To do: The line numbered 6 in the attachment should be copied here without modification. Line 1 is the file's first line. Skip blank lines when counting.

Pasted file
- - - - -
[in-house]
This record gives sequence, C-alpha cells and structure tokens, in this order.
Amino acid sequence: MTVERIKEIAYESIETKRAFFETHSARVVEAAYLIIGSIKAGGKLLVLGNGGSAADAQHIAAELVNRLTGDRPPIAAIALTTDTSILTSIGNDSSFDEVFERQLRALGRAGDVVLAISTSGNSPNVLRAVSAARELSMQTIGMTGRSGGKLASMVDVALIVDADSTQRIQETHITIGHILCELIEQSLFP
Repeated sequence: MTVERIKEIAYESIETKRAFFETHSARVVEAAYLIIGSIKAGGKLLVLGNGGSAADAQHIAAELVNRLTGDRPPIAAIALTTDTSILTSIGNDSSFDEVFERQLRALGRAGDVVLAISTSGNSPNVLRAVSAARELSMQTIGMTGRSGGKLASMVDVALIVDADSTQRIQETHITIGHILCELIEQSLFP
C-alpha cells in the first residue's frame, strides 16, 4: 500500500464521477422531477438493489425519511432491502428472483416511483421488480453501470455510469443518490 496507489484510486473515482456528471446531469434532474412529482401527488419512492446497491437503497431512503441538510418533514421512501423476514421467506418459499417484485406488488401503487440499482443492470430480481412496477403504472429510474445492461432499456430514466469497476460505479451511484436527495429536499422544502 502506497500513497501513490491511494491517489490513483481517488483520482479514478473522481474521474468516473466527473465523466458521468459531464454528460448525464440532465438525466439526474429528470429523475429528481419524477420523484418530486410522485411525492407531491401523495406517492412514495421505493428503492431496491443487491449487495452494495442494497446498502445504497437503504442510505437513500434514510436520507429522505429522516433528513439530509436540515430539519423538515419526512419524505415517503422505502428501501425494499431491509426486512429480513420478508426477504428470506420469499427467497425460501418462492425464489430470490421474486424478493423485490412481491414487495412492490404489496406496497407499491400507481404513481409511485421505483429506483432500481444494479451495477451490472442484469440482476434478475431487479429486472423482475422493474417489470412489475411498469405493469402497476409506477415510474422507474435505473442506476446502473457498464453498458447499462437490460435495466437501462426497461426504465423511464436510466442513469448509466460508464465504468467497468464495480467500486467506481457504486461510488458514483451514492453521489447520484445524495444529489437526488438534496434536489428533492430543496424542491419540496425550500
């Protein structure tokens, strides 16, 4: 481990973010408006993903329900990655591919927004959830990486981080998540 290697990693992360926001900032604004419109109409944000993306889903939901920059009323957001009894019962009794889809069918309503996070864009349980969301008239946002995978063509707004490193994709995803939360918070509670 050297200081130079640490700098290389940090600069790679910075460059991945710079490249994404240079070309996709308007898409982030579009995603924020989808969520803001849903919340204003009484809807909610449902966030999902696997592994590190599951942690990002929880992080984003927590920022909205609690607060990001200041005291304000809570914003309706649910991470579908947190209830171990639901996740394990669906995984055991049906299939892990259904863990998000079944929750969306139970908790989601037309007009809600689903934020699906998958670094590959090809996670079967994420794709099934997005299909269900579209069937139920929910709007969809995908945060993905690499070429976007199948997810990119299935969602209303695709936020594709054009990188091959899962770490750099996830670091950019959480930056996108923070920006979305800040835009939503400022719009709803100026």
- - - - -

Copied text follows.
């Protein structure tokens, strides 16, 4: 481990973010408006993903329900990655591919927004959830990486981080998540 290697990693992360926001900032604004419109109409944000993306889903939901920059009323957001009894019962009794889809069918309503996070864009349980969301008239946002995978063509707004490193994709995803939360918070509670 050297200081130079640490700098290389940090600069790679910075460059991945710079490249994404240079070309996709308007898409982030579009995603924020989808969520803001849903919340204003009484809807909610449902966030999902696997592994590190599951942690990002929880992080984003927590920022909205609690607060990001200041005291304000809570914003309706649910991470579908947190209830171990639901996740394990669906995984055991049906299939892990259904863990998000079944929750969306139970908790989601037309007009809600689903934020699906998958670094590959090809996670079967994420794709099934997005299909269900579209069937139920929910709007969809995908945060993905690499070429976007199948997810990119299935969602209303695709936020594709054009990188091959899962770490750099996830670091950019959480930056996108923070920006979305800040835009939503400022719009709803100026």